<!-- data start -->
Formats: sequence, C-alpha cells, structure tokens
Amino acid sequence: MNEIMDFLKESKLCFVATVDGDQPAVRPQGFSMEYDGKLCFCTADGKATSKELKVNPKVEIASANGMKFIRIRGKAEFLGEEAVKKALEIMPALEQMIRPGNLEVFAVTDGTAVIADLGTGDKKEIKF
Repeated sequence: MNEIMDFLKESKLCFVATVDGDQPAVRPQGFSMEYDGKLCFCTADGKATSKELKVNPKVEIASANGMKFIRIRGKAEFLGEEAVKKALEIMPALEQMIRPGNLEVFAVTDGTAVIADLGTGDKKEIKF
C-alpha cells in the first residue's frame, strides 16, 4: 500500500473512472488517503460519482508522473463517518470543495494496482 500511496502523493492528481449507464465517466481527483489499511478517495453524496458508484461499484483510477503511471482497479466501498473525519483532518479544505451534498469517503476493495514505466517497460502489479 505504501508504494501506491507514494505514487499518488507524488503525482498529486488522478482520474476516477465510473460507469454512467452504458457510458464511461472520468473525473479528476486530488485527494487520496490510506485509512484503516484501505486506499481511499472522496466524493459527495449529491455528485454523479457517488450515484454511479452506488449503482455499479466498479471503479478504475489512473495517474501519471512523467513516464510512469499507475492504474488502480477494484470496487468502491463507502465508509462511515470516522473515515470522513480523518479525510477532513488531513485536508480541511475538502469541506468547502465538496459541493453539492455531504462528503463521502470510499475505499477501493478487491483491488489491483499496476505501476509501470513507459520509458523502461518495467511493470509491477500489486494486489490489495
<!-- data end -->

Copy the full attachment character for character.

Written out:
Formats: sequence, C-alpha cells, structure tokens
Amino acid sequence: MNEIMDFLKESKLCFVATVDGDQPAVRPQGFSMEYDGKLCFCTADGKATSKELKVNPKVEIASANGMKFIRIRGKAEFLGEEAVKKALEIMPALEQMIRPGNLEVFAVTDGTAVIADLGTGDKKEIKF
Repeated sequence: MNEIMDFLKESKLCFVATVDGDQPAVRPQGFSMEYDGKLCFCTADGKATSKELKVNPKVEIASANGMKFIRIRGKAEFLGEEAVKKALEIMPALEQMIRPGNLEVFAVTDGTAVIADLGTGDKKEIKF
C-alpha cells in the first residue's frame, strides 16, 4: 500500500473512472488517503460519482508522473463517518470543495494496482 500511496502523493492528481449507464465517466481527483489499511478517495453524496458508484461499484483510477503511471482497479466501498473525519483532518479544505451534498469517503476493495514505466517497460502489479 505504501508504494501506491507514494505514487499518488507524488503525482498529486488522478482520474476516477465510473460507469454512467452504458457510458464511461472520468473525473479528476486530488485527494487520496490510506485509512484503516484501505486506499481511499472522496466524493459527495449529491455528485454523479457517488450515484454511479452506488449503482455499479466498479471503479478504475489512473495517474501519471512523467513516464510512469499507475492504474488502480477494484470496487468502491463507502465508509462511515470516522473515515470522513480523518479525510477532513488531513485536508480541511475538502469541506468547502465538496459541493453539492455531504462528503463521502470510499475505499477501493478487491483491488489491483499496476505501476509501470513507459520509458523502461518495467511493470509491477500489486494486489490489495